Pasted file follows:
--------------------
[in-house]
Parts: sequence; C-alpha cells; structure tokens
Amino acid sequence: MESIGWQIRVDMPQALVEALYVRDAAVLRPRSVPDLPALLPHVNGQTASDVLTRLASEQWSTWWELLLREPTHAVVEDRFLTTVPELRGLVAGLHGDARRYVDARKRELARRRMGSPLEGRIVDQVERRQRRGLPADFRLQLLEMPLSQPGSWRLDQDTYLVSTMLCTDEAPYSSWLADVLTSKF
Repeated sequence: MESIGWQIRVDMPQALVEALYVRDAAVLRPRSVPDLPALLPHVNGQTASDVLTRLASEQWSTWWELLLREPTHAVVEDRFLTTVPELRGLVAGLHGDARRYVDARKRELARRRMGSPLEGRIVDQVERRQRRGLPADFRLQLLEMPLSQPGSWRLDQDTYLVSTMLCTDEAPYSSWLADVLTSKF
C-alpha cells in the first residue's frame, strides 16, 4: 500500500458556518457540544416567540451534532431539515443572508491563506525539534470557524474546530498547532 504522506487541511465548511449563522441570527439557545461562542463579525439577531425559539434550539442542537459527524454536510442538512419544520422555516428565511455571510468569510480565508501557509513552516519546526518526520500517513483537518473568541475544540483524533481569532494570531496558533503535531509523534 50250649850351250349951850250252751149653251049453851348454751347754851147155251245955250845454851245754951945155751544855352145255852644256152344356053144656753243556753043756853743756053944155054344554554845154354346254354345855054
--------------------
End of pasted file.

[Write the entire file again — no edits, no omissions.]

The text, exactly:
[in-house]
Parts: sequence; C-alpha cells; structure tokens
Amino acid sequence: MESIGWQIRVDMPQALVEALYVRDAAVLRPRSVPDLPALLPHVNGQTASDVLTRLASEQWSTWWELLLREPTHAVVEDRFLTTVPELRGLVAGLHGDARRYVDARKRELARRRMGSPLEGRIVDQVERRQRRGLPADFRLQLLEMPLSQPGSWRLDQDTYLVSTMLCTDEAPYSSWLADVLTSKF
Repeated sequence: MESIGWQIRVDMPQALVEALYVRDAAVLRPRSVPDLPALLPHVNGQTASDVLTRLASEQWSTWWELLLREPTHAVVEDRFLTTVPELRGLVAGLHGDARRYVDARKRELARRRMGSPLEGRIVDQVERRQRRGLPADFRLQLLEMPLSQPGSWRLDQDTYLVSTMLCTDEAPYSSWLADVLTSKF
C-alpha cells in the first residue's frame, strides 16, 4: 500500500458556518457540544416567540451534532431539515443572508491563506525539534470557524474546530498547532 504522506487541511465548511449563522441570527439557545461562542463579525439577531425559539434550539442542537459527524454536510442538512419544520422555516428565511455571510468569510480565508501557509513552516519546526518526520500517513483537518473568541475544540483524533481569532494570531496558533503535531509523534 50250649850351250349951850250252751149653251049453851348454751347754851147155251245955250845454851245754951945155751544855352145255852644256152344356053144656753243556753043756853743756053944155054344554554845154354346254354345855054